It has been long thought that alcoholism is more prevalent in people with lower educational levels and in those who were unemployed. A thorough 1996 study, however, reported that the prevalence of alcoholism among adult welfare recipients was 4.3% to 8.2%, which was comparable to the 7.4% found in the general population. There was also no difference in prevalence between poor African Americans and poor whites. People in low-income groups did display some tendencies that differed from the general population. For instance, as many women as men were heavy drinkers. Excessive drinking may be more dangerous in lower income groups; one study found that it was a major factor in the higher death rate of people, particularly men, in lower socioeconomic groups compared with those in higher groups.
Although 54% of urban adults use alcohol at least once a month compared to 42% in nonurban areas, living in the city or the country does not affect the risks for bingeing or heavy alcohol use. One study reported that people in the north central U.S. are at highest risk for heavy drinking (6.4% heavy use and 19% binge drinking) and those in the Northeast have the lowest risk (4.5% heavy use and 13% binge drinking).
People who crave sugar may also be at higher risk for alcoholism. In one recent study, 62% of male alcoholics enjoyed a sweet sugar solution compared with only 21% of those without a drinking problem. It is not known, however, whether having a “sweet tooth” can be an early predictor of alcoholism or whether alcohol abusers simply develop a taste for sweetness as a result of their chronic alcohol abuse.
How Serious Is Alcoholism?
About 100,000 deaths a year can be wholly or partially attributed to drinking, and alcoholism reduces life expectancy by 10 to 12 years. Next to smoking, it is the most common preventable cause of death in America. Although studies indicate that adults who drink moderately (about one drink a day) have a lower mortality rate than their non-drinking peers, their risk for untimely death increases with heavier drinking. Any protection that occurs with moderate alcohol intake appears to be confined to adults over 60 who have risks for heart disease. The earlier a person begins drinking heavily, the greater their chance of developing serious illnesses later on. Alcoholism can kill in many different ways, and, in general, people who drink regularly have a higher rate of deaths from injury, violence, and some cancers.
Alcohol overdose can lead to death. This is a particular danger for adolescents who may want to impress their friends with their ability to drink alcohol but cannot yet gauge its effects.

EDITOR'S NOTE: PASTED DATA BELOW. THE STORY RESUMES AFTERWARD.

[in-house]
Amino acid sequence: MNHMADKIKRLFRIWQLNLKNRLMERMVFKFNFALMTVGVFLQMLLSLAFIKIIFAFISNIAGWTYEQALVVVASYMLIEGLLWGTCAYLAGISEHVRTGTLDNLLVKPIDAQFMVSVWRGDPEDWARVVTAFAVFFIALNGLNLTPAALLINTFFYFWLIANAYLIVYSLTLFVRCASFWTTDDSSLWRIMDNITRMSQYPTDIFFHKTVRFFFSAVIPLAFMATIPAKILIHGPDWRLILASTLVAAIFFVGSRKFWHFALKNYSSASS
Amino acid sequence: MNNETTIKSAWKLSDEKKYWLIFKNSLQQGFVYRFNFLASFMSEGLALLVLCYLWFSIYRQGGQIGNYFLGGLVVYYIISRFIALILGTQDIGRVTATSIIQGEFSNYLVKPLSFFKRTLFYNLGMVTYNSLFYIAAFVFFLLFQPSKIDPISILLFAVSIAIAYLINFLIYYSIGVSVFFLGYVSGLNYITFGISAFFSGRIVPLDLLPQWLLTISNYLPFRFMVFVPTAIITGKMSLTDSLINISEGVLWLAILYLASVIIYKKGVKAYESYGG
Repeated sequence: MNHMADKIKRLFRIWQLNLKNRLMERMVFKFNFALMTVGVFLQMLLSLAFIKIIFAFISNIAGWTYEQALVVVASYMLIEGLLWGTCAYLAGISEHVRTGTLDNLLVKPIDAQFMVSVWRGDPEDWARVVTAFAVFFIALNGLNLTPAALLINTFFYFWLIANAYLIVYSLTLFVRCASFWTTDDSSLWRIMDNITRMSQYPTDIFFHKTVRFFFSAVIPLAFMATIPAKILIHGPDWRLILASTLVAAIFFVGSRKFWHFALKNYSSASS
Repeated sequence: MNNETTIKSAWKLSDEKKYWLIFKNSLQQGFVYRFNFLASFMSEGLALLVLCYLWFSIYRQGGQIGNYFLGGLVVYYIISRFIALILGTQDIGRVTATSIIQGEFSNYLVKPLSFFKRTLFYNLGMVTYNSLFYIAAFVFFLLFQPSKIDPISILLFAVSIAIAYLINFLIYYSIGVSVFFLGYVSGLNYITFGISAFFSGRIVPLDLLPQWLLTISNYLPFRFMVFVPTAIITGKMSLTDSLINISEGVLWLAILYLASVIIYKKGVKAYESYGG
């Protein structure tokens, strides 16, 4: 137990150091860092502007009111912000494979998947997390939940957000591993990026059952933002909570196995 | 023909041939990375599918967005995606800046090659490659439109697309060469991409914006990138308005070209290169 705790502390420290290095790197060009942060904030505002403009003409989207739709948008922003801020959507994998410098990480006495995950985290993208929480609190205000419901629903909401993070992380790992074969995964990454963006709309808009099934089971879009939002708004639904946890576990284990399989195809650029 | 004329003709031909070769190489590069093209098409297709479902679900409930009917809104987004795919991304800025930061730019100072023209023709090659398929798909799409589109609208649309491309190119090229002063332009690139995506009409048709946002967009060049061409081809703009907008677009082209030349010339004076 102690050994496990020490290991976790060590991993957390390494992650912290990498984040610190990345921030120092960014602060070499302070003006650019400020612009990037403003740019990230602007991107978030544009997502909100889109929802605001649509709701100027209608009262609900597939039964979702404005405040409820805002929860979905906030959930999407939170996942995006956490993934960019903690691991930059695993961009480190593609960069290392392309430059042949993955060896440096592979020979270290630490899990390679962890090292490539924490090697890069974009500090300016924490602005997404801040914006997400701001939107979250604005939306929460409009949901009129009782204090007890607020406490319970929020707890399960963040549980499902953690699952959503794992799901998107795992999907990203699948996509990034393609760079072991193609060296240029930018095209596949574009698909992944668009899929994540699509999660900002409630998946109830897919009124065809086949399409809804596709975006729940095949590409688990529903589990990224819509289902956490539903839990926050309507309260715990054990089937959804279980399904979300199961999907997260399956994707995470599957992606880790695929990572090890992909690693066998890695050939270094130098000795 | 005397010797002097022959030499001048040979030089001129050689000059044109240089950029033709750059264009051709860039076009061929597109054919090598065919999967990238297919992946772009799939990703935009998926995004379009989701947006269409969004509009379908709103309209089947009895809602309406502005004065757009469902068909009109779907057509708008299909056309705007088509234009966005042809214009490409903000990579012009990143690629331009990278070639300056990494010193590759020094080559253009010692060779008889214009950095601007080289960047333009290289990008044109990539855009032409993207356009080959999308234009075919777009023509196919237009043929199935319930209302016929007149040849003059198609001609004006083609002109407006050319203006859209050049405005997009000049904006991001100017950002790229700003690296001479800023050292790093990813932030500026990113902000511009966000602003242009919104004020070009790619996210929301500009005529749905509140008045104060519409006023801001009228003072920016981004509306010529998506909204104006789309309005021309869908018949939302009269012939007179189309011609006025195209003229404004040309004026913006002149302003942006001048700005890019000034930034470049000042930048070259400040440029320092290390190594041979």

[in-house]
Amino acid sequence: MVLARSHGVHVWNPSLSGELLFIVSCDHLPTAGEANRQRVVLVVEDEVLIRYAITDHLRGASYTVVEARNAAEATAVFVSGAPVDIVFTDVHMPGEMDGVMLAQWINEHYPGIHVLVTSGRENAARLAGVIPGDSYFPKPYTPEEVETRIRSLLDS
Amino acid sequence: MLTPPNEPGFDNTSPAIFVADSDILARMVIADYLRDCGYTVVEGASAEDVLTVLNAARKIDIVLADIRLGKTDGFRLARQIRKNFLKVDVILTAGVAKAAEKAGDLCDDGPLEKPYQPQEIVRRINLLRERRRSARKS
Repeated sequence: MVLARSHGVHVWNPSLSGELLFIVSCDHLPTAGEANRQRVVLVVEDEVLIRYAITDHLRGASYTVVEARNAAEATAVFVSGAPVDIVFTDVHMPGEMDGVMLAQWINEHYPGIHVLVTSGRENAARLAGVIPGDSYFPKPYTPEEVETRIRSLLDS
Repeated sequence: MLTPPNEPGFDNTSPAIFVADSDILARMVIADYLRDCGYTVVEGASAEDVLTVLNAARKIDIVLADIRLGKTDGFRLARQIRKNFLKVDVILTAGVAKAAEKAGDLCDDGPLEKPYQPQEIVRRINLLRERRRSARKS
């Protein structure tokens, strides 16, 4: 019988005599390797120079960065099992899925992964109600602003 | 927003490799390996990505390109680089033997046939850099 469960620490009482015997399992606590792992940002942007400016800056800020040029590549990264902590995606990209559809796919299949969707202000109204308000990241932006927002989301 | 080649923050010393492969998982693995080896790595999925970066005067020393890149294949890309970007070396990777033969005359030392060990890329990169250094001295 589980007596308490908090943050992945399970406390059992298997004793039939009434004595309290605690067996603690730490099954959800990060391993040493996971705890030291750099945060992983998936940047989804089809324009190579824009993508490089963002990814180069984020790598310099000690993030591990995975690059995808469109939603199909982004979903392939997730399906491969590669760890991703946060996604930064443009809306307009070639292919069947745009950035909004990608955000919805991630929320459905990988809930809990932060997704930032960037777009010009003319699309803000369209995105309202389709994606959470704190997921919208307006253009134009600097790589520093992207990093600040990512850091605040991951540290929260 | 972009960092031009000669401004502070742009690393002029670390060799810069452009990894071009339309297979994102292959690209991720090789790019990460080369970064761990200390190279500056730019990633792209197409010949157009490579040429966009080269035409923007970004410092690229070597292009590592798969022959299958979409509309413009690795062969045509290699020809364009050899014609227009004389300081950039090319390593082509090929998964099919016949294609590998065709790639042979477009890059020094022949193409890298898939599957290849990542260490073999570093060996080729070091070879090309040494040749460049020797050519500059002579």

Accidents, Suicide, and Murder
Alcohol plays a major role in more than half of all automobile fatalities. Less than two drinks can impair the ability to drive. Alcohol also increases the risk of accidental injuries from many other causes. One study of emergency room patients found that having had more than one drink doubled the risk of injury, and more than four drinks increased the risk eleven times. Another study reported that among emergency room patients who were admitted for injuries, 47% tested positive for alcohol and 35% were intoxicated. Of those who were intoxicated, 75% showed evidence of chronic alcoholism. This disease is the primary diagnosis in one quarter of all people who commit suicide, and alcohol is implicated in 67% of all murders.
Domestic Violence and Effects on Family
Domestic violence is a common consequence of alcohol abuse. Research suggests that for women, the most serious risk factor for injury from domestic violence may be a history of alcohol abuse in her male partner. Alcoholism in parents also increases the risk for violent behavior and abuse toward their children. Children of alcoholics tend to do worse academically than others, have a higher incidence of depression, anxiety, and stress and lower self-esteem than their peers. One study found that children who were diagnosed with major depression between the ages of six and 12 were more likely to have alcoholic parents or relatives than were children who were not depressed. Alcoholic households are less cohesive, have more conflicts, and their members are less independent and expressive than households with nonalcoholic or recovering alcoholic parents. In addition to their own inherited risk for later alcoholism, one study found that 41% of children of alcoholics have serious coping problems that may be life long. Adult children of alcoholic parents are at higher risk for divorced and for psychiatric symptoms. One study concluded that the only events with greater psychological impact on children are sexual and physical abuse.